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What is Ischemic Colitis?

What is Ischemic Colitis?

Schemic colitis is an inflammatory condition affecting the large intestine, also known as the colon or bowel. It develops when there is not enough blood flow to the colon. Ischemic colitis (IC) can be acute, which means it develops and goes away quickly, or it can be a chronic, long-term condition.

Like many other organs, the colon depends on a steady supply of oxygen- and nutrient-rich blood to function correctly. Lack of blood flow to the colon causes inflammation in the affected part of the intestine; without oxygen, cells can die and damage can occur in that part of the intestine.

The word "ischemia" means lack of blood flow, whereas the word "colitis" means inflammation of the lining of the colon. The phrase "ischemic colitis" means inflammation of the colon's lining due to lack of blood flow to the colon.

Risk Factors for Ischemic Colitis

Certain factors can increase the risk for developing IC. Ischemic colitis risk factors include:

  • Age – Ischemic colitis is most common in people over the age of 60, but it can develop at any age, especially in young adults with blood-clotting abnormalities of inflammation of the blood vessels.
  • Gender – IC is more common in women.
  • Clotting abnormalities – certain health conditions, such as factor V Leiden, can affect the way the blood clots to increase the risk of ischemic colitis.
  • High cholesterol – can lead to atherosclerosis, or plaque build-up in the arteries, which prevent blood from flowing properly.
  • Reduced blood flow – from low blood pressure, shock, heart failure, or certain other conditions, such as rheumatoid arthritis or diabetes.
  • Previous abdominal surgery – scar tissue that forms after an abdominal surgery may reduce blood flow to the colon.
  • Heavy exercise – marathon running or other heavy exercise can lead to reduced blood flow to the large intestine.
  • Surgery – any surgical procedure involving the aorta, which is the large artery that pumps blood from the heart to the rest of the body.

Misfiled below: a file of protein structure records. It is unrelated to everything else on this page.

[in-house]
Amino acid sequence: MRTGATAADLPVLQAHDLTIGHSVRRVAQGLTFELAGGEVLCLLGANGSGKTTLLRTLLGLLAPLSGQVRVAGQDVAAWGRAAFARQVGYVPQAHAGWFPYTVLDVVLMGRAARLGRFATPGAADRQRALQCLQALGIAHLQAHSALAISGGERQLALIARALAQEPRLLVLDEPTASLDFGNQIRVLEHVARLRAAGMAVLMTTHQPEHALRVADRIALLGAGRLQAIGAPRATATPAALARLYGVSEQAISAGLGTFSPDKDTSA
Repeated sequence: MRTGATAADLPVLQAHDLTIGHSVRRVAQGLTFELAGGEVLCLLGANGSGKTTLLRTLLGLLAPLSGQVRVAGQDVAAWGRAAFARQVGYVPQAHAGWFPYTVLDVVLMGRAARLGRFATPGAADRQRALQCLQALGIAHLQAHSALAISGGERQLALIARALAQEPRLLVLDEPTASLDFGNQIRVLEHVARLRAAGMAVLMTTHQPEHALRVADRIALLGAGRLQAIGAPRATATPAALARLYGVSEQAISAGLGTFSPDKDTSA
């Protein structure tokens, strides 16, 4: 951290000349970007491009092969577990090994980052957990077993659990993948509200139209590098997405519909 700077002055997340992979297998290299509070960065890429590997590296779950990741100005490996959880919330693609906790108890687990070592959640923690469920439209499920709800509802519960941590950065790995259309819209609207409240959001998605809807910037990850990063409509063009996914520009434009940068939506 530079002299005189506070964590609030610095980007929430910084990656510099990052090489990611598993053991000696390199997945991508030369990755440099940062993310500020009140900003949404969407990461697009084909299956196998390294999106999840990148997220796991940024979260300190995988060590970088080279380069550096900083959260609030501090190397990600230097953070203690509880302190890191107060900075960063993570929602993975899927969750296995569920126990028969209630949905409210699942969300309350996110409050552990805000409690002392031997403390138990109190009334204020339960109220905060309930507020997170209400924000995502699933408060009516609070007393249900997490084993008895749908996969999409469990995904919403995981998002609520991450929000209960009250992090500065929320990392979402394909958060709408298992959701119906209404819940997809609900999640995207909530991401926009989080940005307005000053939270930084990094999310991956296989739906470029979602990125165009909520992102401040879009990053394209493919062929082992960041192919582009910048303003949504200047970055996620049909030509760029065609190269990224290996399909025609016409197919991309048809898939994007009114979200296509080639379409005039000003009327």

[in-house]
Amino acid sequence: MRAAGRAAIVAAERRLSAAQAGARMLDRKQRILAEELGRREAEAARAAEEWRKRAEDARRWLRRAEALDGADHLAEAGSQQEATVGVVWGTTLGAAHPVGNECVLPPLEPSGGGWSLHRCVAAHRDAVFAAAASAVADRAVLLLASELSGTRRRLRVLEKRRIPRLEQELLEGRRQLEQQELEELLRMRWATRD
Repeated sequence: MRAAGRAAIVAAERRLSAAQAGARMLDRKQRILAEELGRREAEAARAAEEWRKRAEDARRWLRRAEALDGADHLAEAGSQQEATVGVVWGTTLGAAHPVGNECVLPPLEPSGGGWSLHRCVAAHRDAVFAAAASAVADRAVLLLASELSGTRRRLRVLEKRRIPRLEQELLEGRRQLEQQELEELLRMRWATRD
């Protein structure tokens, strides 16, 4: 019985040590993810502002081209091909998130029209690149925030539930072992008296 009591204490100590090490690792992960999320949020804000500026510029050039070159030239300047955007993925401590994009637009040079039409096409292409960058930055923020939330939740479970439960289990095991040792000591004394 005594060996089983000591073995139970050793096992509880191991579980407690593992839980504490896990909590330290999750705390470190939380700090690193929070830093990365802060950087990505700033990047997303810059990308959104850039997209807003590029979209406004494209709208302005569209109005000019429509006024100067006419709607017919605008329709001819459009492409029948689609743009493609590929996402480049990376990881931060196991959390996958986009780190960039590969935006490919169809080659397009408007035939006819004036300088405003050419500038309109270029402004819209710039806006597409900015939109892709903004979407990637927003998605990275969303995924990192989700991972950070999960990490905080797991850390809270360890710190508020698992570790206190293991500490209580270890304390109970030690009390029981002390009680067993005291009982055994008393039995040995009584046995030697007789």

Symptoms of Ischemic Colitis

People with ischemic colitis often experience abdominal pain, which typically occurs on the left side, but can develop anywhere in the abdomen. The individual typically passes loose stools that are often accompanied by dark clots. Low-grade fevers of 100° F (37.7° C) are common.

Other symptoms of ischemic colitis include:

  • Abdominal pain after eating
  • Abdominal tenderness
  • Feeling an urgent need to have a bowel movement
  • Diarrhea
  • Vomiting

Potential Complications of Ischemic Colitis

Gangrene, or tissue death, from lack of blood flow to the colon is the most dangerous complication of ischemic colitis. Other complications from IC may include:

  • A perforation, or hole, in the colon
  • Peritonitis, or inflammation of the tissue lining the abdomen
  • Sepsis, which is a very serious condition characterized by widespread bacterial infection

Diagnosis of Ischemic Colitis

Ischemic colitis can be difficult to diagnose, as IC shares many signs and symptoms of other inflammatory bowel conditions, such as Crohn's disease and ulcerative colitis. It is essential that a doctor rules out acute mesenteric ischemia, a more dangerous condition in which blood flow to the colon is completely and irreversibly blocked.

Diagnosis begins with a review of your medical history and symptoms. Next, the physician will likely order tests and imaging. When inflammation happens, as can happen in a bout of IC, the body floods the affected area with white blood cells to help protect body tissues; blood tests can detect higher white blood cell levels associated with the inflammation.

Doctors usually order computed tomography (CT) scans to detect signs of ischemic colitis. CT scans provide detailed, 3-dimensional images of the colon. They look for signs such as thickening of the intestinal wall, fluid in the peritoneal tissue that lines the abdominal wall, inflammation, or obstructions in the blood vessels that serve the large intestine. Imaging with CT scans can also show signs of ischemia in other organs in the abdomen, such as the liver, kidneys, and spleen. Doctors often order a colonoscopy to inspect the inside of the colon for damage or underlying problems after the large intestine has healed.

Treatment of Ischemic Colitis

Many patients recover from ischemic colitis without treatment, and those with mild cases of IC may not even seek medical treatment. Severe cases require hospitalization, during which patients receive intravenous (IV) fluids to correct any dehydration associated with ischemic colitis and sometimes antibiotics to prevent infection. Sometimes patients require treatment for underlying conditions, such as congestive heart failure or an irregular heartbeat, which may contribute to the development of ischemic colitis. Patients may have to avoid certain medications that constrict blood vessels, such as hormone medications, migraine drugs, and some heart drugs.

Surgery may be necessary in causes of severe symptoms or damage to the bowel. The surgical procedure may involve removing dead tissue, repairing a hole in the colon, or removal of scarred tissue that may be blocking the colon.

For more information about ischemic colitis, consult with a doctor, gastroenterologist, or radiologist.

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